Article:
Abstract: The Magnificent Peutinger Map: Roman Cartography at its Most Creative


Romans – more than any other ancient people – came to realize that maps are not mere factual records, but also value-laden documents.  Then, as now, maps could even be designed to promote and reinforce values, from peace and civilization to unashamed pride in conquest and entitlement to world-rule.  Scholars recently have developed more sensitive and satisfying approaches to interpreting the cartographic products of pre-modern societies: Richard Talbert’s lecture deepens insight into the particular case of the Romans.  He reconsiders the thinking behind the immense Marble Plan of the city of Rome.  Above all, he exposes powerful meaning and purpose in the so-called ‘Peutinger Map’, an elongated, astonishingly rich, Roman world-map.  He constructs a compelling fresh context for this underrated masterpiece.  In addition, he identifies its creation as a pivotal moment in Western cartography, an inspirational awakening with a long-term cultural impact that would influence Christian mapmaking through to the Renaissance.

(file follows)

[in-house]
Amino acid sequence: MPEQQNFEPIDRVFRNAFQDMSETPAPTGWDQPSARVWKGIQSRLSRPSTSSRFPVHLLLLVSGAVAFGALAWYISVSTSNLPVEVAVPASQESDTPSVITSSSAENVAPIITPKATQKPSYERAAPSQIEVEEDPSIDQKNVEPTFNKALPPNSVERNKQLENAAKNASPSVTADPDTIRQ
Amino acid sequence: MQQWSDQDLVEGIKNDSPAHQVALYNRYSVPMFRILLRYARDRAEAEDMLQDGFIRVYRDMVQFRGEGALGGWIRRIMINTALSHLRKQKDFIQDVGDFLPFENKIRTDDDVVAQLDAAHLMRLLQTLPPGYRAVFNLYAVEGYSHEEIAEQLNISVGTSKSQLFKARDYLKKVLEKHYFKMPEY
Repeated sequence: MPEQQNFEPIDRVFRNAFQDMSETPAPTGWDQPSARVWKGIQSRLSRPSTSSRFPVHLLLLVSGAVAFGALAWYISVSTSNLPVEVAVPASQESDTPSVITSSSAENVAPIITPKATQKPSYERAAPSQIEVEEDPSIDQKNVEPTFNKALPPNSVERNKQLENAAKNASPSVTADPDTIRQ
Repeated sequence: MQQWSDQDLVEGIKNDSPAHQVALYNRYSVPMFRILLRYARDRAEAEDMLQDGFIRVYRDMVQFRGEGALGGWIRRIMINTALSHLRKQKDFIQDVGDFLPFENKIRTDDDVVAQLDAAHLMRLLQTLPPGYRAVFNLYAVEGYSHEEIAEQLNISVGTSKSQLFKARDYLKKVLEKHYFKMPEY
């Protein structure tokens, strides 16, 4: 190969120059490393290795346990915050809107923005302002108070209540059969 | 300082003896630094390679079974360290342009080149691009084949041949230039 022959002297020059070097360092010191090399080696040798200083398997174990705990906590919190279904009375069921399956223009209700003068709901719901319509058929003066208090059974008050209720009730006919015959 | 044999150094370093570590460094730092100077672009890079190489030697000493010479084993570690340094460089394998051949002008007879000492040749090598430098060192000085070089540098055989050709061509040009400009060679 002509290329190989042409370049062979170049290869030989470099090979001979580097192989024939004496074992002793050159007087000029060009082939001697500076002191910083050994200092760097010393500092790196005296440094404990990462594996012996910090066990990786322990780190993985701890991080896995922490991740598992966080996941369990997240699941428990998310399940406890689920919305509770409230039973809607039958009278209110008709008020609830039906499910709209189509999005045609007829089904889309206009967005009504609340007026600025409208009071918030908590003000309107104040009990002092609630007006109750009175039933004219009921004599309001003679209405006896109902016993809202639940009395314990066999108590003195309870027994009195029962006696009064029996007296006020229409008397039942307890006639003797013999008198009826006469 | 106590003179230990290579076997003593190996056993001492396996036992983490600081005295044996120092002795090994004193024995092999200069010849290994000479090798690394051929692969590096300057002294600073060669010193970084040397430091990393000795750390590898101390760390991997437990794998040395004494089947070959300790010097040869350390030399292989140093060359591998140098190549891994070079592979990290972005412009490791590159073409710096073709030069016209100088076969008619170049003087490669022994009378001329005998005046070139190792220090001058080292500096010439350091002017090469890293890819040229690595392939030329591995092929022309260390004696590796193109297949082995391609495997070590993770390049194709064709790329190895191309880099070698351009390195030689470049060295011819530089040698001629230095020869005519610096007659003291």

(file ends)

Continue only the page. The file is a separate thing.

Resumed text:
Short bibliography and/or website on lecture topic (for lay reader):

Rome’s World: the Peutinger Map Reconsidered, a digital presentation by R. Talbert due for publication by Cambridge University in Spring 2010

“The Roman worldview: beyond recovery?” in  Geography, Ethnography, and Perspectives of the World in Pre-Modern Societies, co-edited by R. Talbert and K. Raaflaub (Wiley-Blackwell).

The website www.unc.edu/awmc offers further reading, and the Barrington Atlas has a Wikipedia page.

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